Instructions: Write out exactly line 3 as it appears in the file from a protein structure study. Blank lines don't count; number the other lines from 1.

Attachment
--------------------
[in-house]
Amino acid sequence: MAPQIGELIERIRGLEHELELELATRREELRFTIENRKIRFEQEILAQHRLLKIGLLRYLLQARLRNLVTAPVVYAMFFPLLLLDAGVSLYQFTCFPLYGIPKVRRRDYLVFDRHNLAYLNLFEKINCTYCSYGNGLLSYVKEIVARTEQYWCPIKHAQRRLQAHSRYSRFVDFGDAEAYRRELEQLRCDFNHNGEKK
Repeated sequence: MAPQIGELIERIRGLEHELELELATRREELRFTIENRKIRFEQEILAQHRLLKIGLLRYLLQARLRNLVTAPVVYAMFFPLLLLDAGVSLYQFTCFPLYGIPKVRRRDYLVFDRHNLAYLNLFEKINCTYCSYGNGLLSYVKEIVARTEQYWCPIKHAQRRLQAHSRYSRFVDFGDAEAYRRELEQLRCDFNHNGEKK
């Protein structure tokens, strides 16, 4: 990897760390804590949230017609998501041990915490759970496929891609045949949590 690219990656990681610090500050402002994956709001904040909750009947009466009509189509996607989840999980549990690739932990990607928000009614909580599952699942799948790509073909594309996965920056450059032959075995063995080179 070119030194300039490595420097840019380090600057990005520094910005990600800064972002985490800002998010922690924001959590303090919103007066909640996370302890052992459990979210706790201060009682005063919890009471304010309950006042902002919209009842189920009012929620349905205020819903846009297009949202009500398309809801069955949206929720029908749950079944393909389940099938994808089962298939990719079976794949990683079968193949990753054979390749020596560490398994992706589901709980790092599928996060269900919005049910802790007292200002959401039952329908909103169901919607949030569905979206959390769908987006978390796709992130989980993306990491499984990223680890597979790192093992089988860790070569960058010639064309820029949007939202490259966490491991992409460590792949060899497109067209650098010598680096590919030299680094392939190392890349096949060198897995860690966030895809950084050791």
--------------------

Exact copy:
Repeated sequence: MAPQIGELIERIRGLEHELELELATRREELRFTIENRKIRFEQEILAQHRLLKIGLLRYLLQARLRNLVTAPVVYAMFFPLLLLDAGVSLYQFTCFPLYGIPKVRRRDYLVFDRHNLAYLNLFEKINCTYCSYGNGLLSYVKEIVARTEQYWCPIKHAQRRLQAHSRYSRFVDFGDAEAYRRELEQLRCDFNHNGEKK